Architecture in a VUCA World

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The existing enterprise architecture tools, methods, and frameworks like TOGAF and IAF should be applied while also taking all VUCA factors into consideration.

“The only constant is change” (Heraclitus of Ephesus (c. 500 BCE)) Even though this statement is 2,500 years old, it still very much applies to our lives today. Change is a constant and, in an IT context, change is faster, more frequent, and less certain than ever before. VUCA strives to provide some principles and approaches to deal with the dizzying pace of change.

The term VUCA was introduced by The US Army War College to describe the more volatile, uncertain, complex, and ambiguous multilateral world that emerged at the end of the Cold War. In detail, VUCA is defined as:

  • Volatile – changes can be rapid and unpredictable
  • Uncertain – today is unclear and tomorrow is uncertain
  • Complex – different and interconnected factors can cause chaos and confusion
  • Ambiguous – lack of clarity.

What rang true at the end of the cold war, is today just as valid for the IT industry. Speed is increasing, change is certain and almost immediate, and (without good controls) complexity seems to increase – causing confusion and lack of clarity. And this is just the beginning – the speed of innovation is accelerating at an exponential pace. In their book “The Second Machine Age,” Erik Brynjolfsson and Andrew McAfee try to pitch where we stand on the pace of innovation spectrum. Are we at the start, in the middle, or at the end? Will the rate of innovation remain stable, decline, or increase? They contend that we are at the very start. Brynjolfsson and McAffe explain that there is still far more to come, noting that the speed of innovation is accelerating faster than we expected – driving even more change, and potentially more uncertainty, that could lead to an increase of complexity and ambiguity.

As architects (see here The New Role of the Architect) this means that we need to:

  1. accept that what we understand today might not be applicable tomorrow
  2. be adaptive and agile to accommodate changes when they appear rather than if they appear
  3. anticipate and embrace change rather than keeping the current status quo
  4. apply agile- and MVP (minimal viable product)-based architecture tools and methods.

For me, “(IT) architecture is an art form; it is the art of designing the “right” solution.” It provides:

  1. structure, where otherwise there would be chaos
  2. alignment, where, without architecture, there would be none
  3. certainty, where, without architecture, there would be none.

When we started to apply an architecture approach to designing solutions (at the end of 1990), we typically followed a waterfall and sequential approach: first a contextual phase, then the conceptual, then logical followed by the physical phase that covered business, information, application, infrastructure, governance, and security. Depending on the size and complexity, we would spend anywhere between weeks to month and sometimes years to produce an enterprise architecture or a domain architecture. Today’s architecture-engagement landscape has changed; large, slow, and top-down enterprise-architecture engagements that produce tons of paper are rare these days. Instead short, fast, and focused engagement are the norm.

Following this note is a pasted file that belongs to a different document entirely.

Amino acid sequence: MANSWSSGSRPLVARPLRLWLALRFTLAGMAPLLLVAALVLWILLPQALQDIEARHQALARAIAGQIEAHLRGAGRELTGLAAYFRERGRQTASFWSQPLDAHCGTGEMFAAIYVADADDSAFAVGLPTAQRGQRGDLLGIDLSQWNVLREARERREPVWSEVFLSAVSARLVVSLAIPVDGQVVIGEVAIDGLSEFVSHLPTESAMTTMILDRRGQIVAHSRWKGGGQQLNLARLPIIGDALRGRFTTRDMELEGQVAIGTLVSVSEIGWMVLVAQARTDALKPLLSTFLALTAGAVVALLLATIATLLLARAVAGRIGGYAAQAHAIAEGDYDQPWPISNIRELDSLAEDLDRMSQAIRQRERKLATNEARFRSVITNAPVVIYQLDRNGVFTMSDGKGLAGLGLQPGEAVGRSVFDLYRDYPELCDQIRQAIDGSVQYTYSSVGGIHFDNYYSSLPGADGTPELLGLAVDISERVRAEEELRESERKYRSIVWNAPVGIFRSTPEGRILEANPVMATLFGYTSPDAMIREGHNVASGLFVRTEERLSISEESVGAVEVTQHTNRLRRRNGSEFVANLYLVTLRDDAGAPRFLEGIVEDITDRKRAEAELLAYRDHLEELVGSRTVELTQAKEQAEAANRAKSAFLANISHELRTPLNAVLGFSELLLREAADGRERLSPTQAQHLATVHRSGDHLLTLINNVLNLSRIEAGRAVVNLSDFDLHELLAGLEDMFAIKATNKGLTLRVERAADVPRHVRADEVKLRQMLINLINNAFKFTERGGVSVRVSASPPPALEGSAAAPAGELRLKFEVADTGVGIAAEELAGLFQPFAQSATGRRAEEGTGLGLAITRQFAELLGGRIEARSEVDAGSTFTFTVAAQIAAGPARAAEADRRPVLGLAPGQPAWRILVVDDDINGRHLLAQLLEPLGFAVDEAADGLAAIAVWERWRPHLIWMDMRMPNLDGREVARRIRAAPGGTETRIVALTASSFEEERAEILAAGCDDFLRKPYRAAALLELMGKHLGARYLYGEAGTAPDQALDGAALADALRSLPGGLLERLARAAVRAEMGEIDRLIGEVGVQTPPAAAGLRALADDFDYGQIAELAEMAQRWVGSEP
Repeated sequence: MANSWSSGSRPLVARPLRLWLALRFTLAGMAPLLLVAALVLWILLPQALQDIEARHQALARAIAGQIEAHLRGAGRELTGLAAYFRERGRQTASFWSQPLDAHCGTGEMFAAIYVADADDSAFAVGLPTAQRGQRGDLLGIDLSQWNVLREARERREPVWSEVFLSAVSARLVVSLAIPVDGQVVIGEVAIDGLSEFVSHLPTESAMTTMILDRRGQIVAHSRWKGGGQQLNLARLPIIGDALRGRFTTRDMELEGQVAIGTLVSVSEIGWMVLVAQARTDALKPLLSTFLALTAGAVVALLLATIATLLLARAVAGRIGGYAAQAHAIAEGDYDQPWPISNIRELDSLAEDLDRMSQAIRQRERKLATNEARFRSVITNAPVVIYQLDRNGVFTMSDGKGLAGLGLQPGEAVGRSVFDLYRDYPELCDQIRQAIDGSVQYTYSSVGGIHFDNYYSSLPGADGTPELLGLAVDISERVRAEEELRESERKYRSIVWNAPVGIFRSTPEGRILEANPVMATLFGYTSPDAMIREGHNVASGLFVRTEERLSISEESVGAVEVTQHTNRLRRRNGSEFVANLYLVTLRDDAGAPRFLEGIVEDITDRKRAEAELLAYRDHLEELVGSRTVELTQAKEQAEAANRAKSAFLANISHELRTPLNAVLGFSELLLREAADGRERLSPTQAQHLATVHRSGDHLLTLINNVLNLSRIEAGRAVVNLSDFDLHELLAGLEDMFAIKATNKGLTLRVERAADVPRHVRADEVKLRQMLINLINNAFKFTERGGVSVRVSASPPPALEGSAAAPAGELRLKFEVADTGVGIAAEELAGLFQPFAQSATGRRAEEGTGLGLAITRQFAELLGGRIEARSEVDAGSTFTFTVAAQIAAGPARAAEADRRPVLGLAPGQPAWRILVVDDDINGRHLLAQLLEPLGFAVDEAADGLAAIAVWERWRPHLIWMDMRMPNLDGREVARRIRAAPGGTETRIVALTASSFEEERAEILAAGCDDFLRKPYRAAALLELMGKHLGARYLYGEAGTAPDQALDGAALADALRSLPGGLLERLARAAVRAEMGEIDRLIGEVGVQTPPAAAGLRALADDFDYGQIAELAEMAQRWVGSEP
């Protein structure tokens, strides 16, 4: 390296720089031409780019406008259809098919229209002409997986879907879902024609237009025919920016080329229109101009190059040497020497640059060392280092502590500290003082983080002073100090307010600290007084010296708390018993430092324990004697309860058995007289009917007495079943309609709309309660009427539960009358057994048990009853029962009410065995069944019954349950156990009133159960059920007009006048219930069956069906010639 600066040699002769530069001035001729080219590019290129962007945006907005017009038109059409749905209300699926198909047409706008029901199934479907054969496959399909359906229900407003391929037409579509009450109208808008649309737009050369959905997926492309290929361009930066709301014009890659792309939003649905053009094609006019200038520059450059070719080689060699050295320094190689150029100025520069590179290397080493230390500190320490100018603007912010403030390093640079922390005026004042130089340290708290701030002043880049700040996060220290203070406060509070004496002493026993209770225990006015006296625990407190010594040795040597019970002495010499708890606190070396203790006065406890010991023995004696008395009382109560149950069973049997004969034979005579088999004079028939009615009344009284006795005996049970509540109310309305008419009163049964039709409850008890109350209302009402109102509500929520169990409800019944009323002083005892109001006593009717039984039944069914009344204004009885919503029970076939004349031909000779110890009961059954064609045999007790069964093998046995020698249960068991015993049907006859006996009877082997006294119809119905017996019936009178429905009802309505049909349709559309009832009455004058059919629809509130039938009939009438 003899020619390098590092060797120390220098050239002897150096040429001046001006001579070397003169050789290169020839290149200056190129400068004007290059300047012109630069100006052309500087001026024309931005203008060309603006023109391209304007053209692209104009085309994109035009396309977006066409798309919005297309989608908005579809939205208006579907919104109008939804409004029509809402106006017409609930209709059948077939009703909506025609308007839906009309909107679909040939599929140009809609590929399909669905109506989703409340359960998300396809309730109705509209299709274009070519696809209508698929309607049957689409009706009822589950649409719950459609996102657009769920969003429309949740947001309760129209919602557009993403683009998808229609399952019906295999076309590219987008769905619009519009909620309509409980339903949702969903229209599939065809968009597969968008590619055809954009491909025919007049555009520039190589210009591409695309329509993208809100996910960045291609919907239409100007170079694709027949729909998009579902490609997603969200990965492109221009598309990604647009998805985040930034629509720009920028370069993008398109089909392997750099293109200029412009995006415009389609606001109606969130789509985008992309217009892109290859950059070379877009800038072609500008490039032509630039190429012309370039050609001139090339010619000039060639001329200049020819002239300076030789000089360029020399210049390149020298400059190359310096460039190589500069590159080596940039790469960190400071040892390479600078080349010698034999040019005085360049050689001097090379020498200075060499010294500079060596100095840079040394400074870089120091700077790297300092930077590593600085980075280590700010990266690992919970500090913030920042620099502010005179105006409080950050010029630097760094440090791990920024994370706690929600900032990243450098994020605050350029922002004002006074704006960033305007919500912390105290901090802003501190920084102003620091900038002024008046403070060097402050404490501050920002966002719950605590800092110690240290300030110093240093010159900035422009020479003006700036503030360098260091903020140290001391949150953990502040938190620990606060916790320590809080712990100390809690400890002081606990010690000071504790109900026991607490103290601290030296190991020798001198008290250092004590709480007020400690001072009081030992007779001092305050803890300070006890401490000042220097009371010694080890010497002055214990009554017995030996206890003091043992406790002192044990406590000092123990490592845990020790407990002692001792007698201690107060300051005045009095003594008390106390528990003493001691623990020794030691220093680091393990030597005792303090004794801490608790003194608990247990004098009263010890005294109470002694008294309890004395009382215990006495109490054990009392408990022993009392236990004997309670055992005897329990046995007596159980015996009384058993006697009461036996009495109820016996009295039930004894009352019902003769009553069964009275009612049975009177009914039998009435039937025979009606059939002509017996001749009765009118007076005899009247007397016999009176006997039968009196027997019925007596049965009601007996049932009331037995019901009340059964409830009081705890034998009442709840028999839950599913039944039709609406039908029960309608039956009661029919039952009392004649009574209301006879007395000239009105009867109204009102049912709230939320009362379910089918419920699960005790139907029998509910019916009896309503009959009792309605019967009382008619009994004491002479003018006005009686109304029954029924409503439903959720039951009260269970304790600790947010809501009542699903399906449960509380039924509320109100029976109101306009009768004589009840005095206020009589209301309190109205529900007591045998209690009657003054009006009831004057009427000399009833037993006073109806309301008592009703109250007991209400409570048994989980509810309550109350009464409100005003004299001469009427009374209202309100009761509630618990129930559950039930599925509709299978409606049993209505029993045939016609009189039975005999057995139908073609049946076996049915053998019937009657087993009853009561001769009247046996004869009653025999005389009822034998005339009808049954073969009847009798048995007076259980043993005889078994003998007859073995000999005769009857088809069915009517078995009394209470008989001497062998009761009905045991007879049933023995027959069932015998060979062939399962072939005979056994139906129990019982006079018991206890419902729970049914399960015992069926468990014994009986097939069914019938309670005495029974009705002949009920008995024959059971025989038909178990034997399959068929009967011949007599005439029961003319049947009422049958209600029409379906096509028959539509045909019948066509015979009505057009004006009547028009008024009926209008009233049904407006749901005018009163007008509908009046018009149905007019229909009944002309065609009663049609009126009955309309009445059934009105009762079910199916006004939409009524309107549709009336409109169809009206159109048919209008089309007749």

“Short, fast, and focused” does not mean quick, dirty, and unplanned – quite the contrary. Architecture in a VUCA world requires:

  • good planning, constant scanning, and the ability to quickly respond to new or changing aspects
  • clear team ethics with clear terms of reference per role as well as clear decision-making
  • a solid plan B and a habit of always planning for the unexpected
  • an optimistic can-do attitude
  • a policy of rewarding people, deploying agile ways of working, collaborating, and integrating
  • a team with the right mix of people who:
    • innovate: display self-awareness and reflection, seek active feedback, and apply new behaviors enterprise architecture and vuca
    • learn: actively seek new knowledge and find new ways of addressing today’s challenges
    • solve: display curiosity and like to experiment and are open to changing and challenging the status quo
    • risk-taking: can tolerate ambiguity and complexity and remain resilient through adversity; positive thinkers
    • collaborate: actively seek engagements and are happy to share views and material; see opportunities
    • have sector focus: understand their sector and can identify and shape business value propositions
    • can present: happy to present and communicate to different stakeholder groups.

Our response to VUCA should not be to ignore the architecture capabilities and approaches that we developed over the past two decades. Instead, we should apply the tools, methods, and frameworks (like TOGAF and IAF) while taking all VUCA factors into consideration.

An architect has the responsibility to provide the structure, alignment, and certainty. Cost, quality, and speed drives most, if not all, of our engagements. An architect understands what is right for the business and focuses on managing the complexity to reduce risk and cost, paving the way for a speedy delivery.

Architecture in a VUCA world means that the architect accepts that what they understand today might not be applicable tomorrow, that change is certain, and that speed has to be balanced with risk – sometimes faster is better than 100% accuracy.

Thanks for reading. 

About the Author: Gunnar Menzel has been an IT professional for over 30 years and is VP and Master Certified Architect for Capgemini’s Cloud Infrastructure Business. His main focus is business – enabling technology transformation and innovation.

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